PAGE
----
Subjects: Behavioral health
The Agency for Healthcare Research and Quality is reporting an 18% increase in hospitalization rates for eating disorders between 1999 and 2006, and that’s not the whole story.
Although women between the ages of 19 and 30 are still the most commonly affected group, hospitalization rates are growing faster in demographic categories not usually considered to be at risk.
In particular, hospitalizations for children younger than 12 grew 119% over the same period, while admissions among males rose 37%. Hospitalizations for people between the ages of 45 and 55 grew 48%.
“Many people in my field are seeing younger and younger people appearing more severely ill, and we’re seeing more atypical patients,” David Rosen told AMedNews. Rosen is a professor of pediatrics and psychiatry at the University of Michigan.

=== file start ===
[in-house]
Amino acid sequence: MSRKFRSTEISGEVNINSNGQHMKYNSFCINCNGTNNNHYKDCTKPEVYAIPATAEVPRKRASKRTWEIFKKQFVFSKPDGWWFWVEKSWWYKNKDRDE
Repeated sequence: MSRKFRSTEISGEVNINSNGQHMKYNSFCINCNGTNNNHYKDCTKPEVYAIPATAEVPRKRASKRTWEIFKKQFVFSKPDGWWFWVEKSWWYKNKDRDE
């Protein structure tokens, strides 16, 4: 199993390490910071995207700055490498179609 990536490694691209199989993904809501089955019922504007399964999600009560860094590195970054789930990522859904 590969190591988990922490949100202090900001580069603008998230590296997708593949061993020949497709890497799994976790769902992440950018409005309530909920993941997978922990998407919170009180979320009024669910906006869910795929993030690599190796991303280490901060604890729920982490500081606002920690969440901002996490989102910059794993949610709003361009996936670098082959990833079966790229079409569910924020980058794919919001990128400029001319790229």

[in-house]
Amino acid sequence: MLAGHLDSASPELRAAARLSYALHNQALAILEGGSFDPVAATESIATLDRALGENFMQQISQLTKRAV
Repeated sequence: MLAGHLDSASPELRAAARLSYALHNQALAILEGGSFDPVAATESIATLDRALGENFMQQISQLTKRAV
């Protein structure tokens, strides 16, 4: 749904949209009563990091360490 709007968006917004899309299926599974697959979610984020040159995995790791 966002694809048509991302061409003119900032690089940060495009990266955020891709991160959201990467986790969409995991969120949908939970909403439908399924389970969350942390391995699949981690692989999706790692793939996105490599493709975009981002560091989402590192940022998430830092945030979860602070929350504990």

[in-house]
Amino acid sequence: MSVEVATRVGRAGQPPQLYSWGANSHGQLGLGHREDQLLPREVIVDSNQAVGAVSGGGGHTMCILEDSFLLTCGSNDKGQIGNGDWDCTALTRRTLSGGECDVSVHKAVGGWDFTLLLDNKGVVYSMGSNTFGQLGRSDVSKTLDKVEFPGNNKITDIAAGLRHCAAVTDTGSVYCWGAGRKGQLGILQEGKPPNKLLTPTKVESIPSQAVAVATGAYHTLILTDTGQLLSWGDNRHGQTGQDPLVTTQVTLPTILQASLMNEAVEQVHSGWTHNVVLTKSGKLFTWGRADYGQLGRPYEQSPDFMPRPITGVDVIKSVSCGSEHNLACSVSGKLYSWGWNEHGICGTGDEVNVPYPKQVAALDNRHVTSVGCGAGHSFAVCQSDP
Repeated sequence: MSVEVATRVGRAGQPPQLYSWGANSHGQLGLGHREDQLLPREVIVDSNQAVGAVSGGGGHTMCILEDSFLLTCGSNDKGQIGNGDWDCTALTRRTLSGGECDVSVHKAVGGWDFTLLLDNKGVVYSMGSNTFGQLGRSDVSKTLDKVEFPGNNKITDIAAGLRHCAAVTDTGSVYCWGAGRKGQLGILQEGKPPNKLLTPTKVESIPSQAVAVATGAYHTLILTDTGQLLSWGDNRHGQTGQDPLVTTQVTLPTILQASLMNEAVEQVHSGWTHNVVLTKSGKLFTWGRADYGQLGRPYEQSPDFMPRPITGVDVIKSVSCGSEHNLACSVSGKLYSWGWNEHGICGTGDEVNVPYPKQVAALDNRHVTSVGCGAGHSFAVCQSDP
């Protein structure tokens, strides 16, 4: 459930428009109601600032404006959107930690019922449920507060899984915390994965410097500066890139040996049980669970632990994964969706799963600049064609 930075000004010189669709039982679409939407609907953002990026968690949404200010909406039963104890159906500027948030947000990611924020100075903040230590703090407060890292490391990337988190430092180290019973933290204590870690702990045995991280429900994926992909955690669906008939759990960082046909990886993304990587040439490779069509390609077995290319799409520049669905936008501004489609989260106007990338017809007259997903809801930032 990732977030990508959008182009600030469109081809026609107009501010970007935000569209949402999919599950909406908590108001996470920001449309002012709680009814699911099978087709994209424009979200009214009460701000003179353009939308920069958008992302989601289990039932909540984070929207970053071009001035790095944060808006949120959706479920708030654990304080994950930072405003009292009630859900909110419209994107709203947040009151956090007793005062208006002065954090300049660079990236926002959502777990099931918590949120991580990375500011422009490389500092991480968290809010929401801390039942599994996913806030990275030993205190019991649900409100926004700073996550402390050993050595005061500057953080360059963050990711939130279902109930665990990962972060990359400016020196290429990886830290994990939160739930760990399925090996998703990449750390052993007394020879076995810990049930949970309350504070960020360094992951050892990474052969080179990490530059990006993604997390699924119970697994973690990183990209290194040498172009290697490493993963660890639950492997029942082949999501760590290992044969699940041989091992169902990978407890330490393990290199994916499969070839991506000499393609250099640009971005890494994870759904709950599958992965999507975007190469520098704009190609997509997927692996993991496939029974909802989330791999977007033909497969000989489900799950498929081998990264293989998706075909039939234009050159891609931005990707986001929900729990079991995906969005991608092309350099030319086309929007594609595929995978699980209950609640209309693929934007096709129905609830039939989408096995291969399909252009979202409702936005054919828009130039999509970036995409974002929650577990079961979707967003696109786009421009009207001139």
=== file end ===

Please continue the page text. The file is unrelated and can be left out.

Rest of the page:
The study, based on data from the Healthcare Cost and Utilization Project, revealed there were 28,155 hospitalizations for eating disorders in 2006.
The incidence of more serious diagnoses also increased during the study period. Patients discharged with cardiac dysrhythmias jumped from 650 to 1,462, for example. The number of patients that sustained acute renal or liver failure increased from 99 to 216.
Mortality remained stable at 0.6%.
Some believe the trend may be explained by improved awareness and diagnostic acumen, but others worry it may be collateral damage from the effort to stem the obesity epidemic.
“BMI testing or weighing of kids may wind up triggering something even worse,” warned Edward Tyson, medical director of Austin’s Cedar Springs Eating Disorder Treatment Center.
“I have a lot of patients who start out wanting to get healthy, but they don’t keep things in balance with exercise and food. Eating disorders are all about being out of balance.”